Sector: Education & Training
- +855 15 754 450
Pour un Sourire d’Enfant – For a Child’s Smile (PSE) - is a non-profit organization operating in Cambodia since 1995 to help children suffering acute hardship by reintegrating them into society and by creating a safe and appropriate environment for them to study and to learn a trade that is as highly qualified as possible. Recognized by the local authorities, PSE is working with full respect of the country, with the Cambodians, and thus supports sustainable development.
PSE is operating six main programs that meet children needs, allowing a key-integrated approach for the success of its action: nutrition, healthcare, protection and accommodation, general education, vocational training and family support.
Currently PSE is taking care of more than 6,000 children in its various programs, supporting more than 3,000 children in public schools, around 1,000 in the remedial education program, and almost 1,500 in the vocational training program. 4,500 graduates from PSE Vocational Training program already have successfully integrated the job market with a real qualified position. They live with dignity and help their family.
PSE employs more than 600 people (teachers, trainers, doctors, social assistants…) in Cambodia and 4 staff in France. 300 volunteers in different countries are actively working on making the organization known and on fundraising donations and sponsorships.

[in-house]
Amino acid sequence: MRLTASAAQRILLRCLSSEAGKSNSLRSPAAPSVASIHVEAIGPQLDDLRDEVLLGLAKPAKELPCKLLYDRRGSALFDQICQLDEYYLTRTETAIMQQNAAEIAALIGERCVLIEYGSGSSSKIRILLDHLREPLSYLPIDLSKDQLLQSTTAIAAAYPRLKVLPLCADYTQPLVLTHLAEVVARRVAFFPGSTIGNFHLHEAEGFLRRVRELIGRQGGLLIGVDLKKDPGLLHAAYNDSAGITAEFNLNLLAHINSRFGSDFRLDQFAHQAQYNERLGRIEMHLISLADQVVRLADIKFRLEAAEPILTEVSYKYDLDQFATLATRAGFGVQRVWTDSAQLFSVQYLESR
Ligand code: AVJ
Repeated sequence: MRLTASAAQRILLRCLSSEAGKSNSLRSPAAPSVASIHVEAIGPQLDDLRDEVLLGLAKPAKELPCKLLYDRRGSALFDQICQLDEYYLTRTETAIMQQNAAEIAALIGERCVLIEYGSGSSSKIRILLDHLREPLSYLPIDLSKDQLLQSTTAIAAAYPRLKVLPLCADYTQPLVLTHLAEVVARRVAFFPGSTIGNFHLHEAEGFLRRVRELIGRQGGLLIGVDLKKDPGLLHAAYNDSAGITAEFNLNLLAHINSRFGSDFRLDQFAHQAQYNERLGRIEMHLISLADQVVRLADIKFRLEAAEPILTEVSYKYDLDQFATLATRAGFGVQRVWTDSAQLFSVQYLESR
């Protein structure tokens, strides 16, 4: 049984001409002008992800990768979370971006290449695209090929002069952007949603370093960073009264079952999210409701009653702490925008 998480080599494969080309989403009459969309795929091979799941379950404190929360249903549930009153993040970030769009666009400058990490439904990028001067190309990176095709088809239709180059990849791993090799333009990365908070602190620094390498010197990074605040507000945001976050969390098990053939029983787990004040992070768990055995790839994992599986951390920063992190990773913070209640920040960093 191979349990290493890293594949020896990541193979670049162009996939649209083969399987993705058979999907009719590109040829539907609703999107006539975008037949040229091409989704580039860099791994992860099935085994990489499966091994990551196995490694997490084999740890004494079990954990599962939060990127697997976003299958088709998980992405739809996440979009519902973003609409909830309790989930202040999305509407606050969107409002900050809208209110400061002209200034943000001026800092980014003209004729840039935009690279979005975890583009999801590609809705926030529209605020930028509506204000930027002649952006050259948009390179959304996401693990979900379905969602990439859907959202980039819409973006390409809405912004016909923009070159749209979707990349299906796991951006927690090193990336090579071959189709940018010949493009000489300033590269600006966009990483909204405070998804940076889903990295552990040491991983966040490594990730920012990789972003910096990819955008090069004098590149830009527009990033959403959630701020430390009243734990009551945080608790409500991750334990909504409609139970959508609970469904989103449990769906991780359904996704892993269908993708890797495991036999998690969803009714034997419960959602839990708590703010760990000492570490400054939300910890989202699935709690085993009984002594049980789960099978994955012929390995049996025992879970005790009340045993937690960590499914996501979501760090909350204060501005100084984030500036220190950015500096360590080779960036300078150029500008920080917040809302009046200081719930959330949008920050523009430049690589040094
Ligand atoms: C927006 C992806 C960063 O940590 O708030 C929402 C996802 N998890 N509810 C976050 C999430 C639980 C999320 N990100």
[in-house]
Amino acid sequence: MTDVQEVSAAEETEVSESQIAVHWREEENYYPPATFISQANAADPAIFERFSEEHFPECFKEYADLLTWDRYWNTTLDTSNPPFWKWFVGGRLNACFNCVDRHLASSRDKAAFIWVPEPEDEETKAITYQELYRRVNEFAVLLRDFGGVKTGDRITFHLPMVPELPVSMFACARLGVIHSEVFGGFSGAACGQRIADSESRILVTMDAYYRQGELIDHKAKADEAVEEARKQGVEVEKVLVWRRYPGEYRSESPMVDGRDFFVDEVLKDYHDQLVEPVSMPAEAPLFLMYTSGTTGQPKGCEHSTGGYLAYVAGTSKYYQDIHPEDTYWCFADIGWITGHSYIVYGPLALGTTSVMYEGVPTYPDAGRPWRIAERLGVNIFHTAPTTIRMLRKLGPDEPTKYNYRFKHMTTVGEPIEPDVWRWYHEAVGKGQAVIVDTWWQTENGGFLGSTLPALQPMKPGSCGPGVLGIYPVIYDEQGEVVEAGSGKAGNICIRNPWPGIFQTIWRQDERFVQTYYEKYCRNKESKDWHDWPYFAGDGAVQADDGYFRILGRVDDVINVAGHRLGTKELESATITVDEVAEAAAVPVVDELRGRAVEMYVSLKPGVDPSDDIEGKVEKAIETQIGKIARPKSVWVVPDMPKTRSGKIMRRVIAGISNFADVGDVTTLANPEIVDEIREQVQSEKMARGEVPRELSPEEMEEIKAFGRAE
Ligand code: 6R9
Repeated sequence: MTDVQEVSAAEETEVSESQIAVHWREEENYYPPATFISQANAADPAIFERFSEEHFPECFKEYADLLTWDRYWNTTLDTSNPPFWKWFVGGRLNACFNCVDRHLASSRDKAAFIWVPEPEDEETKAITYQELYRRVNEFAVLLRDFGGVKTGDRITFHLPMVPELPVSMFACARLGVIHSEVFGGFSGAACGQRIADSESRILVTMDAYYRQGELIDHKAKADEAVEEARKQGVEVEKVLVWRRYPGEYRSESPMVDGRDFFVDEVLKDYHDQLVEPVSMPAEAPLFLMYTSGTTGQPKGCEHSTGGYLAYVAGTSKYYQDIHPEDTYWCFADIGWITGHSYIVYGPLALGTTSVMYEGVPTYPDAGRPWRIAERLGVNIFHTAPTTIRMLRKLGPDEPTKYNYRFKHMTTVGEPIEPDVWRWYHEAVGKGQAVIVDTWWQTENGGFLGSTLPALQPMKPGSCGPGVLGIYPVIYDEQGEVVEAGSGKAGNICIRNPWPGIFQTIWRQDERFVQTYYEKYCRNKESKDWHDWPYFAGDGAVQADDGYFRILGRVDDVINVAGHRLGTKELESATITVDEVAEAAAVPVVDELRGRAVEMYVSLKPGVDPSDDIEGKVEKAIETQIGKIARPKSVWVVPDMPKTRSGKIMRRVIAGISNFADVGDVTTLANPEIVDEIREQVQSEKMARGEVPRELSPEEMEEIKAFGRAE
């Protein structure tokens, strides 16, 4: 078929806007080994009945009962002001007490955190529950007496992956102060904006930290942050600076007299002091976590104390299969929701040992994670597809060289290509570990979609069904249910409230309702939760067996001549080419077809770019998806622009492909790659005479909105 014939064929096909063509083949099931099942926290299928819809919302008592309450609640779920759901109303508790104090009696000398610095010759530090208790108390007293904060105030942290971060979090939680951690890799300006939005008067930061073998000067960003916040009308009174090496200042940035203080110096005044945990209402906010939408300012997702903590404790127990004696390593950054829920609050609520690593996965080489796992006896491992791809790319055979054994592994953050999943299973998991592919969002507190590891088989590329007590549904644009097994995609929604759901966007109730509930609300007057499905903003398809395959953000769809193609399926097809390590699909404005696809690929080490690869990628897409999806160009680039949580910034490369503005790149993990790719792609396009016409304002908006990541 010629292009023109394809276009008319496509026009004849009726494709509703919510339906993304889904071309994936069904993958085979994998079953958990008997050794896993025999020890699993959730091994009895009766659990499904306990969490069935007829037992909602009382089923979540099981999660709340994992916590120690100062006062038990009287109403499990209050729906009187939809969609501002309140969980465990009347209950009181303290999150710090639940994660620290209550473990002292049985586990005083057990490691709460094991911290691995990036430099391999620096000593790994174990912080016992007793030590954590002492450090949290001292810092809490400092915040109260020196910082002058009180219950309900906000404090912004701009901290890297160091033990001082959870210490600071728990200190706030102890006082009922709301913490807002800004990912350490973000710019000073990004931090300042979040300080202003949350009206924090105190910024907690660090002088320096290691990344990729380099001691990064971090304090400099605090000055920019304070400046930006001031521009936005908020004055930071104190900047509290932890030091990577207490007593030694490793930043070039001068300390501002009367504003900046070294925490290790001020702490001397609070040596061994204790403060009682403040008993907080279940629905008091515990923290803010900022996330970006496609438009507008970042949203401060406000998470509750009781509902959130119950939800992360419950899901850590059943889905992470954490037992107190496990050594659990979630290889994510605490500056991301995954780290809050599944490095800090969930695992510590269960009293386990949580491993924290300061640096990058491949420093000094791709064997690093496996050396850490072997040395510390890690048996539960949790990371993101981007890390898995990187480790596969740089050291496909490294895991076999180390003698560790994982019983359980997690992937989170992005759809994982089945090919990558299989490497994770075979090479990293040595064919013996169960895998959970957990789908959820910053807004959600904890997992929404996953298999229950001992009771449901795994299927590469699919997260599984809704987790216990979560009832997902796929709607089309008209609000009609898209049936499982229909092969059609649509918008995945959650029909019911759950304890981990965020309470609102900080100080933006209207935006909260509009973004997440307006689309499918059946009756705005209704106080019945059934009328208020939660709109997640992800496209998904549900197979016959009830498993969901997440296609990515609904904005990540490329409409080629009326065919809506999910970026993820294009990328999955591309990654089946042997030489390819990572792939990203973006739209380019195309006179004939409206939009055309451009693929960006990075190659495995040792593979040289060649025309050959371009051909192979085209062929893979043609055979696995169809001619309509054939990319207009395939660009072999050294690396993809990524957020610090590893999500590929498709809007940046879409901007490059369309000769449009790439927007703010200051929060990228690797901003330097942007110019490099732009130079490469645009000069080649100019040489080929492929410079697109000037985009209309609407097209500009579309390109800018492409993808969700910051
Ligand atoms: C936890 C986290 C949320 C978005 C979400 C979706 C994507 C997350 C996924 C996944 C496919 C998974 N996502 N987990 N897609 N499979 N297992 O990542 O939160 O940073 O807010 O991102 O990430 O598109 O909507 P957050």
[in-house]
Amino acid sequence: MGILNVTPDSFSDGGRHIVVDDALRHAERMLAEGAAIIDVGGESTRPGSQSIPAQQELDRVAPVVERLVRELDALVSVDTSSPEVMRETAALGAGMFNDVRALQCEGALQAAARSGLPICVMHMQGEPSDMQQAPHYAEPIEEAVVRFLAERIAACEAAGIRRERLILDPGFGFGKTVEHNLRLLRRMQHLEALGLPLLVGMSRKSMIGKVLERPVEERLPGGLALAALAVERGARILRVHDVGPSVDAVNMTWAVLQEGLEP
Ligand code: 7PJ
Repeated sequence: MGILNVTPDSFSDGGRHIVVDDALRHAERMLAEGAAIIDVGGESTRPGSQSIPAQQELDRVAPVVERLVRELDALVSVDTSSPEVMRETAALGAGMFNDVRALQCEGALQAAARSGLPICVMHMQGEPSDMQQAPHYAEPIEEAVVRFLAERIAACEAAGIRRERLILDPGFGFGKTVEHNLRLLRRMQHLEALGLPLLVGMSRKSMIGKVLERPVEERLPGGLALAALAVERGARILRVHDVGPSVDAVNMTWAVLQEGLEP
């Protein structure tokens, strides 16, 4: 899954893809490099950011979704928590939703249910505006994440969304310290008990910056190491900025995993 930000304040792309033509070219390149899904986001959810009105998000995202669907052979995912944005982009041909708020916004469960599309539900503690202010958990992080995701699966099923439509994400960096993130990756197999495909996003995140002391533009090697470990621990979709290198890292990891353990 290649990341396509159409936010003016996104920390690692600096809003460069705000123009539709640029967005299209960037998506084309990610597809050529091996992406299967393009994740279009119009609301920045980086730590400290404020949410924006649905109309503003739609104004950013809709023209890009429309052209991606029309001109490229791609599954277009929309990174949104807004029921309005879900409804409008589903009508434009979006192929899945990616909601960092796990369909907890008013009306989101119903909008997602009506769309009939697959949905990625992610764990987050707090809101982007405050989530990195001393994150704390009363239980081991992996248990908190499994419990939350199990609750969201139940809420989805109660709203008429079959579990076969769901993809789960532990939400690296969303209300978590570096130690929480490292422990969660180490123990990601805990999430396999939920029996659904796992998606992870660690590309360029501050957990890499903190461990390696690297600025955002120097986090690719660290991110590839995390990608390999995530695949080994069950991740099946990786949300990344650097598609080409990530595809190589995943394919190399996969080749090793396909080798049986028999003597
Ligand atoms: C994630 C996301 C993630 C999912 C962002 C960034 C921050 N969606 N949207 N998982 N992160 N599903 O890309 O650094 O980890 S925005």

In 2000, PSE was awarded the French Human Rights Prize by the French Republic.
In Cambodia, the national education system is improving and Vocational Training is developing which is a good thing. But as in all countries there are those who cannot keep up in school or are misfits, families too poor to pay for school or vocational training for their children ... they will remain on the margins, in a country where, for a long time to come, there will be no social support (apart from NGOs).
PSE’s action began at the end of 1995 with the children scavenging on the Phnom Penh dumpsite. When the dumpsite was relocated, some of the families of “our children” continued to work on the new dumpsite under more difficult conditions (lower resale rates because they cannot sell anywhere else: transport is too expensive). Others have become street scavengers or work in other difficult and risky jobs.